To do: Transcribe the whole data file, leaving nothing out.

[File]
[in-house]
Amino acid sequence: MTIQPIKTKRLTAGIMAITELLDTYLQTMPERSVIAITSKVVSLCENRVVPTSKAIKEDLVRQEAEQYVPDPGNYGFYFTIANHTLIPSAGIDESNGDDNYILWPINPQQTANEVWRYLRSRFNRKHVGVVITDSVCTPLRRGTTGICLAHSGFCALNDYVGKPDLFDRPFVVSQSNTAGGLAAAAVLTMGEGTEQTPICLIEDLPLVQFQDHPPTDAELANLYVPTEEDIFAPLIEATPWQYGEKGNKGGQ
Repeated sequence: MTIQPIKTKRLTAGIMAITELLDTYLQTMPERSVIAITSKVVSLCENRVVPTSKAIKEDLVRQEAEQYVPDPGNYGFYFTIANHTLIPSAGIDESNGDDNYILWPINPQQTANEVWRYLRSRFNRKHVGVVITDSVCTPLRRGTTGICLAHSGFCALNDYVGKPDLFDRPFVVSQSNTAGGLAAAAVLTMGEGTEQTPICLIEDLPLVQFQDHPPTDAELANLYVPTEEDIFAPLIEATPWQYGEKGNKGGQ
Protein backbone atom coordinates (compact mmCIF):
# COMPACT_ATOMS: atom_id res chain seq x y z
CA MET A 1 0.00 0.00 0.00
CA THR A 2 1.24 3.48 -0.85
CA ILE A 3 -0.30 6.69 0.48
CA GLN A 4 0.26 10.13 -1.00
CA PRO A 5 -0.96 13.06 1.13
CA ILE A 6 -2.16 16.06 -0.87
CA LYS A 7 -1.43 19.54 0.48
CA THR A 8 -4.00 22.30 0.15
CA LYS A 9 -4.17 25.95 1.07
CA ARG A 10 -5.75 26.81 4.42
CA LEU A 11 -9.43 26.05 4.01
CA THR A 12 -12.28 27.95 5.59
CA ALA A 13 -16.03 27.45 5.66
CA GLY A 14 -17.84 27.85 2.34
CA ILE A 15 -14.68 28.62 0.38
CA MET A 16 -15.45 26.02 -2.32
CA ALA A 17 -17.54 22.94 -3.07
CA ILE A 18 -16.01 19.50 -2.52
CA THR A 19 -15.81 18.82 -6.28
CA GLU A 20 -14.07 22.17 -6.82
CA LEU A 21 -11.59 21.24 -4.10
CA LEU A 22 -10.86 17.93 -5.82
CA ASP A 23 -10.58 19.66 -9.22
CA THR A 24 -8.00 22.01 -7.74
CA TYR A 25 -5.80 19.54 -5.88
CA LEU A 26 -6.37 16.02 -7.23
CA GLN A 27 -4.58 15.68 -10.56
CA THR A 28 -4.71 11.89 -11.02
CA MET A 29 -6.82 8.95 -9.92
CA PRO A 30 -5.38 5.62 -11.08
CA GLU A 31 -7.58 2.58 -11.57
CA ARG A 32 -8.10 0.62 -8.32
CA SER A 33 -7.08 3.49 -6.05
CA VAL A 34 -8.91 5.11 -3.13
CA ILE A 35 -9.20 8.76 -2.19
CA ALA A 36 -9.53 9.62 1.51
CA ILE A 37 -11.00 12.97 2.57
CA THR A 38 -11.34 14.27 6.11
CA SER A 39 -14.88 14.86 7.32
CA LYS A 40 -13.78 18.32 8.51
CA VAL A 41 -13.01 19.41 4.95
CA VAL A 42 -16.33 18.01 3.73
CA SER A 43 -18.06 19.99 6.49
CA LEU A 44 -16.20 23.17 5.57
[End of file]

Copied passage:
[in-house]
Amino acid sequence: MTIQPIKTKRLTAGIMAITELLDTYLQTMPERSVIAITSKVVSLCENRVVPTSKAIKEDLVRQEAEQYVPDPGNYGFYFTIANHTLIPSAGIDESNGDDNYILWPINPQQTANEVWRYLRSRFNRKHVGVVITDSVCTPLRRGTTGICLAHSGFCALNDYVGKPDLFDRPFVVSQSNTAGGLAAAAVLTMGEGTEQTPICLIEDLPLVQFQDHPPTDAELANLYVPTEEDIFAPLIEATPWQYGEKGNKGGQ
Repeated sequence: MTIQPIKTKRLTAGIMAITELLDTYLQTMPERSVIAITSKVVSLCENRVVPTSKAIKEDLVRQEAEQYVPDPGNYGFYFTIANHTLIPSAGIDESNGDDNYILWPINPQQTANEVWRYLRSRFNRKHVGVVITDSVCTPLRRGTTGICLAHSGFCALNDYVGKPDLFDRPFVVSQSNTAGGLAAAAVLTMGEGTEQTPICLIEDLPLVQFQDHPPTDAELANLYVPTEEDIFAPLIEATPWQYGEKGNKGGQ
Protein backbone atom coordinates (compact mmCIF):
# COMPACT_ATOMS: atom_id res chain seq x y z
CA MET A 1 0.00 0.00 0.00
CA THR A 2 1.24 3.48 -0.85
CA ILE A 3 -0.30 6.69 0.48
CA GLN A 4 0.26 10.13 -1.00
CA PRO A 5 -0.96 13.06 1.13
CA ILE A 6 -2.16 16.06 -0.87
CA LYS A 7 -1.43 19.54 0.48
CA THR A 8 -4.00 22.30 0.15
CA LYS A 9 -4.17 25.95 1.07
CA ARG A 10 -5.75 26.81 4.42
CA LEU A 11 -9.43 26.05 4.01
CA THR A 12 -12.28 27.95 5.59
CA ALA A 13 -16.03 27.45 5.66
CA GLY A 14 -17.84 27.85 2.34
CA ILE A 15 -14.68 28.62 0.38
CA MET A 16 -15.45 26.02 -2.32
CA ALA A 17 -17.54 22.94 -3.07
CA ILE A 18 -16.01 19.50 -2.52
CA THR A 19 -15.81 18.82 -6.28
CA GLU A 20 -14.07 22.17 -6.82
CA LEU A 21 -11.59 21.24 -4.10
CA LEU A 22 -10.86 17.93 -5.82
CA ASP A 23 -10.58 19.66 -9.22
CA THR A 24 -8.00 22.01 -7.74
CA TYR A 25 -5.80 19.54 -5.88
CA LEU A 26 -6.37 16.02 -7.23
CA GLN A 27 -4.58 15.68 -10.56
CA THR A 28 -4.71 11.89 -11.02
CA MET A 29 -6.82 8.95 -9.92
CA PRO A 30 -5.38 5.62 -11.08
CA GLU A 31 -7.58 2.58 -11.57
CA ARG A 32 -8.10 0.62 -8.32
CA SER A 33 -7.08 3.49 -6.05
CA VAL A 34 -8.91 5.11 -3.13
CA ILE A 35 -9.20 8.76 -2.19
CA ALA A 36 -9.53 9.62 1.51
CA ILE A 37 -11.00 12.97 2.57
CA THR A 38 -11.34 14.27 6.11
CA SER A 39 -14.88 14.86 7.32
CA LYS A 40 -13.78 18.32 8.51
CA VAL A 41 -13.01 19.41 4.95
CA VAL A 42 -16.33 18.01 3.73
CA SER A 43 -18.06 19.99 6.49
CA LEU A 44 -16.20 23.17 5.57